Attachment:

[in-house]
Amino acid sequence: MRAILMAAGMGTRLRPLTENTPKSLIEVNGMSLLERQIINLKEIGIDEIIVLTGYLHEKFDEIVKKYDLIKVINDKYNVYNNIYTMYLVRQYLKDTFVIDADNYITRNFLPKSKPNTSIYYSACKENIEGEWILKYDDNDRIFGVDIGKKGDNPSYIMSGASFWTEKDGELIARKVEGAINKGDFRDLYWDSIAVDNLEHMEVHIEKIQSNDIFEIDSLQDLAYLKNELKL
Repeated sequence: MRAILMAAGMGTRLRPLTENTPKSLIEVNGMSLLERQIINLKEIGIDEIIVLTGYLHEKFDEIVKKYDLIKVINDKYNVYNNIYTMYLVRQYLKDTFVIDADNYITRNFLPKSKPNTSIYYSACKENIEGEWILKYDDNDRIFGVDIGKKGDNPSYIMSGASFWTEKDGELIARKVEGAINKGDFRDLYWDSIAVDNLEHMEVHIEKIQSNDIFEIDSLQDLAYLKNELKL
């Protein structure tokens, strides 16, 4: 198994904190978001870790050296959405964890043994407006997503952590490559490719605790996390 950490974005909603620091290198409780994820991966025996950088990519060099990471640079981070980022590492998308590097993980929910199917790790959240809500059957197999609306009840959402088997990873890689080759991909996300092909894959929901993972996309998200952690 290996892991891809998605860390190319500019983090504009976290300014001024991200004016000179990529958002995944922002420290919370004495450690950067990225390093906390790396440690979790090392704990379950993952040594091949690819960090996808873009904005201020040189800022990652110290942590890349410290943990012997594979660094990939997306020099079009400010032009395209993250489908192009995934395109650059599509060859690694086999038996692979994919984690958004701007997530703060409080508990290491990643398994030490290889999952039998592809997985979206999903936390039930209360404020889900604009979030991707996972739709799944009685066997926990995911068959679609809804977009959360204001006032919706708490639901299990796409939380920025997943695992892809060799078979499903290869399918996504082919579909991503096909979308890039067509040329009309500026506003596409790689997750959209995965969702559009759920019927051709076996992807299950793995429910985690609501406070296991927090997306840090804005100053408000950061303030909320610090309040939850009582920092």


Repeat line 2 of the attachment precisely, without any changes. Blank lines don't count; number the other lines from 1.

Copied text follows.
Amino acid sequence: MRAILMAAGMGTRLRPLTENTPKSLIEVNGMSLLERQIINLKEIGIDEIIVLTGYLHEKFDEIVKKYDLIKVINDKYNVYNNIYTMYLVRQYLKDTFVIDADNYITRNFLPKSKPNTSIYYSACKENIEGEWILKYDDNDRIFGVDIGKKGDNPSYIMSGASFWTEKDGELIARKVEGAINKGDFRDLYWDSIAVDNLEHMEVHIEKIQSNDIFEIDSLQDLAYLKNELKL